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Trampling human rights in Kashmir

Misgar, Umar Lateef (2017) Trampling human rights in Kashmir. LSE Human Rights Blog (24 Jan 2017). Website.

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Abstract

According to the CIA’s World Factbook, Jammu & Kashmir, commonly referred to as Kashmir, is occupied by India, China and Pakistan. It remains the site of world’s largest and most militarized territorial dispute. Kashmir, primarily seen as a point of fierce contestation amongst the nuclear armed India and Pakistan, encompasses complex internal political dimensions with a massive constituency vying for complete sovereignty. In the Indian-occupied part, the movement for national self-determination has taken multiple forms: the Plebiscite Movement of the 1950s and 60s, popular armed uprisings of the late 1980s, and massive street protests, also dubbed as intifadas, of 2008, 2010, and 2016. The thread that binds every phase of Kashmiri uprisings however is the scorched-earth response of the Indian state. With 700,000 Indian armed forces—one for every seventeen Kashmiris—deployed throughout the past 69 years of Indian rule, north of seventy thousand civilians have been killed, around ten thousand subject to enforced disappearance and thousands tortured. According to Human Rights Watch, Indian forces have consistently used rape as a weapon of war. Moreover, upwards of six thousand mass and unmarked graves have been discovered by various human rights groups.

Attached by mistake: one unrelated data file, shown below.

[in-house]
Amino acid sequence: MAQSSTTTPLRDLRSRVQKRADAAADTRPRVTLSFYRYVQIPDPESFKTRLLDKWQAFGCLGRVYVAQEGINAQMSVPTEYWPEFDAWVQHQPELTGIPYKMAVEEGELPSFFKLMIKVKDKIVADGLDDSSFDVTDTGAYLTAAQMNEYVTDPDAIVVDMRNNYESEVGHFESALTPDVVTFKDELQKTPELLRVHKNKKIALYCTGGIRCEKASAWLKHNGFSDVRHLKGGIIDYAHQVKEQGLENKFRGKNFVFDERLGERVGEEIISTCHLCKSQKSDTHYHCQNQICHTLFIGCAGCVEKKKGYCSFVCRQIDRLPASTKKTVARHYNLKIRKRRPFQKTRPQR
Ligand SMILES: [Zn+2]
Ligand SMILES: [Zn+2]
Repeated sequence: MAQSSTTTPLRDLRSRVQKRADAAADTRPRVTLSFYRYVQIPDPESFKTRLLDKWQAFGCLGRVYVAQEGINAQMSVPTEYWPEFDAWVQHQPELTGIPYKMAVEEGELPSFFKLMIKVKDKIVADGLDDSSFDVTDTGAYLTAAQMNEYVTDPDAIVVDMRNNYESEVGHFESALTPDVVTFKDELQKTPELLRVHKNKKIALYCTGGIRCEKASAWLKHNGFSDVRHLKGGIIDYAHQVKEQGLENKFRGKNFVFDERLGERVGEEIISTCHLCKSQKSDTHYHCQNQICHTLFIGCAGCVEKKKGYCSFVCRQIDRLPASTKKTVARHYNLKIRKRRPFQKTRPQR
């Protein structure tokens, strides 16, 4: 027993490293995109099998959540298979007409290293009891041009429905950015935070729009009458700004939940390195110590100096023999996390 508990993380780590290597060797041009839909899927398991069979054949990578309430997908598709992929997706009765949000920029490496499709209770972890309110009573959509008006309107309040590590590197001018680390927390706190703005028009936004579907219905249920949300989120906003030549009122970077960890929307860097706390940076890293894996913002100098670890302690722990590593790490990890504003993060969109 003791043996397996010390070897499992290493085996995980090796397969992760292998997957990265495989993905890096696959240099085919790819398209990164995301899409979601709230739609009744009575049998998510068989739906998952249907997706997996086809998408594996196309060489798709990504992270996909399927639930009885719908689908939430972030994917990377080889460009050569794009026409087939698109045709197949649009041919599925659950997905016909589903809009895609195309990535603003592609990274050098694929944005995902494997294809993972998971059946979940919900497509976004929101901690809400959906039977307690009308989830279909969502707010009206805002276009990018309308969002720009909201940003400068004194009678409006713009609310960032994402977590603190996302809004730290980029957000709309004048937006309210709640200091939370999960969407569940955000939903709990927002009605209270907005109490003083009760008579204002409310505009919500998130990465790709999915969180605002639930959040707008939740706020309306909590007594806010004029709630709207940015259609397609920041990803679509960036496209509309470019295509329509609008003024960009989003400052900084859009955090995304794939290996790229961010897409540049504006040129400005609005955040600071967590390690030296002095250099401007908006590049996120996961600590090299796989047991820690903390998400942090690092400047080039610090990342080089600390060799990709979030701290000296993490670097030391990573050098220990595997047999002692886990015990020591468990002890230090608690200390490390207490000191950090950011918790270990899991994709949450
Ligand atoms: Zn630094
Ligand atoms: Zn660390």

Item Type: Online resource (Website)
Official URL: http://blogs.lse.ac.uk/humanrights
Additional Information: © 2017 The Author(s); Online
Divisions: LSE
Subjects: H Social Sciences > HT Communities. Classes. Races
H Social Sciences > HV Social pathology. Social and public welfare. Criminology
J Political Science > JQ Political institutions Asia
K Law > K Law (General)
Sets: Collections > LSE Human Rights Blog
Date Deposited: 06 Jun 2017 11:16
Last Modified: 21 May 2020 23:22
URI: http://eprints.lse.ac.uk/id/eprint/80116

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